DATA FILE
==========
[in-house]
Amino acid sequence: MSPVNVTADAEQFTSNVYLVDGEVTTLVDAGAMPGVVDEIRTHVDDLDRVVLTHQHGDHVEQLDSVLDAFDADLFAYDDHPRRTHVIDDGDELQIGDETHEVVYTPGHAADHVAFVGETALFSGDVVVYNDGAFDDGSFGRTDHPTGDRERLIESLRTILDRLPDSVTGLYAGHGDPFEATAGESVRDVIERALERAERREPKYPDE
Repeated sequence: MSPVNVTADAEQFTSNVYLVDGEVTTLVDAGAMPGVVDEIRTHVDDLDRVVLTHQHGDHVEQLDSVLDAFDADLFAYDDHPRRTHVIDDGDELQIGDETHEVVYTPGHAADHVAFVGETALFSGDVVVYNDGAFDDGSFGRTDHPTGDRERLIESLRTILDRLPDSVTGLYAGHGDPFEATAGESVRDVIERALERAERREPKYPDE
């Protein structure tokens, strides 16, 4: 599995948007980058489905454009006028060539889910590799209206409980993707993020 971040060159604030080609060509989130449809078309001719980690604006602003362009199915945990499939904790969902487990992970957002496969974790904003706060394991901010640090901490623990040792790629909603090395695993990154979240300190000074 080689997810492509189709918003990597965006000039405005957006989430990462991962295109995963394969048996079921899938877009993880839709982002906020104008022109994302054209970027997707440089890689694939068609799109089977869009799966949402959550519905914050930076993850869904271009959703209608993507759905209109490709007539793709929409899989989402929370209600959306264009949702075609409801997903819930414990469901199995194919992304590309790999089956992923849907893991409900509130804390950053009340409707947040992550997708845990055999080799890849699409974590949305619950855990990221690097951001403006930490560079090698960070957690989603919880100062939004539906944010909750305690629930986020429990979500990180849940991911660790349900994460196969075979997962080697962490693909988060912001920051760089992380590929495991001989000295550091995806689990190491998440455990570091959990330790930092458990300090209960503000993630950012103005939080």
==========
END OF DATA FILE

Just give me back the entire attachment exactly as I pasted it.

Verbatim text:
[in-house]
Amino acid sequence: MSPVNVTADAEQFTSNVYLVDGEVTTLVDAGAMPGVVDEIRTHVDDLDRVVLTHQHGDHVEQLDSVLDAFDADLFAYDDHPRRTHVIDDGDELQIGDETHEVVYTPGHAADHVAFVGETALFSGDVVVYNDGAFDDGSFGRTDHPTGDRERLIESLRTILDRLPDSVTGLYAGHGDPFEATAGESVRDVIERALERAERREPKYPDE
Repeated sequence: MSPVNVTADAEQFTSNVYLVDGEVTTLVDAGAMPGVVDEIRTHVDDLDRVVLTHQHGDHVEQLDSVLDAFDADLFAYDDHPRRTHVIDDGDELQIGDETHEVVYTPGHAADHVAFVGETALFSGDVVVYNDGAFDDGSFGRTDHPTGDRERLIESLRTILDRLPDSVTGLYAGHGDPFEATAGESVRDVIERALERAERREPKYPDE
């Protein structure tokens, strides 16, 4: 599995948007980058489905454009006028060539889910590799209206409980993707993020 971040060159604030080609060509989130449809078309001719980690604006602003362009199915945990499939904790969902487990992970957002496969974790904003706060394991901010640090901490623990040792790629909603090395695993990154979240300190000074 080689997810492509189709918003990597965006000039405005957006989430990462991962295109995963394969048996079921899938877009993880839709982002906020104008022109994302054209970027997707440089890689694939068609799109089977869009799966949402959550519905914050930076993850869904271009959703209608993507759905209109490709007539793709929409899989989402929370209600959306264009949702075609409801997903819930414990469901199995194919992304590309790999089956992923849907893991409900509130804390950053009340409707947040992550997708845990055999080799890849699409974590949305619950855990990221690097951001403006930490560079090698960070957690989603919880100062939004539906944010909750305690629930986020429990979500990180849940991911660790349900994460196969075979997962080697962490693909988060912001920051760089992380590929495991001989000295550091995806689990190491998440455990570091959990330790930092458990300090209960503000993630950012103005939080």